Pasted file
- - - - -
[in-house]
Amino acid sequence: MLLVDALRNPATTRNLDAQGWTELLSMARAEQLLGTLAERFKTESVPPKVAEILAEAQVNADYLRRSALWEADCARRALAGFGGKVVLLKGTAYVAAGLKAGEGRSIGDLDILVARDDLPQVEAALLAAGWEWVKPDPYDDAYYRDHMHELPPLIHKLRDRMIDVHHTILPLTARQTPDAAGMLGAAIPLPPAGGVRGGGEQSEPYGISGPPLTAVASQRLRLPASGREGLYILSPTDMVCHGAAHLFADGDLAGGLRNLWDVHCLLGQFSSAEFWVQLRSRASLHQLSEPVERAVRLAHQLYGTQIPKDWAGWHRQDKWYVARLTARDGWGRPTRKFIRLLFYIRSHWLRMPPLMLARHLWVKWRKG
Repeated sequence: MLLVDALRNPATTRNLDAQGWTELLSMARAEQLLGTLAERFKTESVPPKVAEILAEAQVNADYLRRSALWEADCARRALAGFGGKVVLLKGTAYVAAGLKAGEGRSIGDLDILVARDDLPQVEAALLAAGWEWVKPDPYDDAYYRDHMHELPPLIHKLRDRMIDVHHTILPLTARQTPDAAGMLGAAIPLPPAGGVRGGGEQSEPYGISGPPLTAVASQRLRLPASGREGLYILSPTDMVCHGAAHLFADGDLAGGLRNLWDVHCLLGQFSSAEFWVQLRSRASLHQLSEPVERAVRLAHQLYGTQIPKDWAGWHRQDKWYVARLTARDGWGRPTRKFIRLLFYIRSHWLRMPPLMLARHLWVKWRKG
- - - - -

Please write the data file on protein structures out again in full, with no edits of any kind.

[in-house]
Amino acid sequence: MLLVDALRNPATTRNLDAQGWTELLSMARAEQLLGTLAERFKTESVPPKVAEILAEAQVNADYLRRSALWEADCARRALAGFGGKVVLLKGTAYVAAGLKAGEGRSIGDLDILVARDDLPQVEAALLAAGWEWVKPDPYDDAYYRDHMHELPPLIHKLRDRMIDVHHTILPLTARQTPDAAGMLGAAIPLPPAGGVRGGGEQSEPYGISGPPLTAVASQRLRLPASGREGLYILSPTDMVCHGAAHLFADGDLAGGLRNLWDVHCLLGQFSSAEFWVQLRSRASLHQLSEPVERAVRLAHQLYGTQIPKDWAGWHRQDKWYVARLTARDGWGRPTRKFIRLLFYIRSHWLRMPPLMLARHLWVKWRKG
Repeated sequence: MLLVDALRNPATTRNLDAQGWTELLSMARAEQLLGTLAERFKTESVPPKVAEILAEAQVNADYLRRSALWEADCARRALAGFGGKVVLLKGTAYVAAGLKAGEGRSIGDLDILVARDDLPQVEAALLAAGWEWVKPDPYDDAYYRDHMHELPPLIHKLRDRMIDVHHTILPLTARQTPDAAGMLGAAIPLPPAGGVRGGGEQSEPYGISGPPLTAVASQRLRLPASGREGLYILSPTDMVCHGAAHLFADGDLAGGLRNLWDVHCLLGQFSSAEFWVQLRSRASLHQLSEPVERAVRLAHQLYGTQIPKDWAGWHRQDKWYVARLTARDGWGRPTRKFIRLLFYIRSHWLRMPPLMLARHLWVKWRKG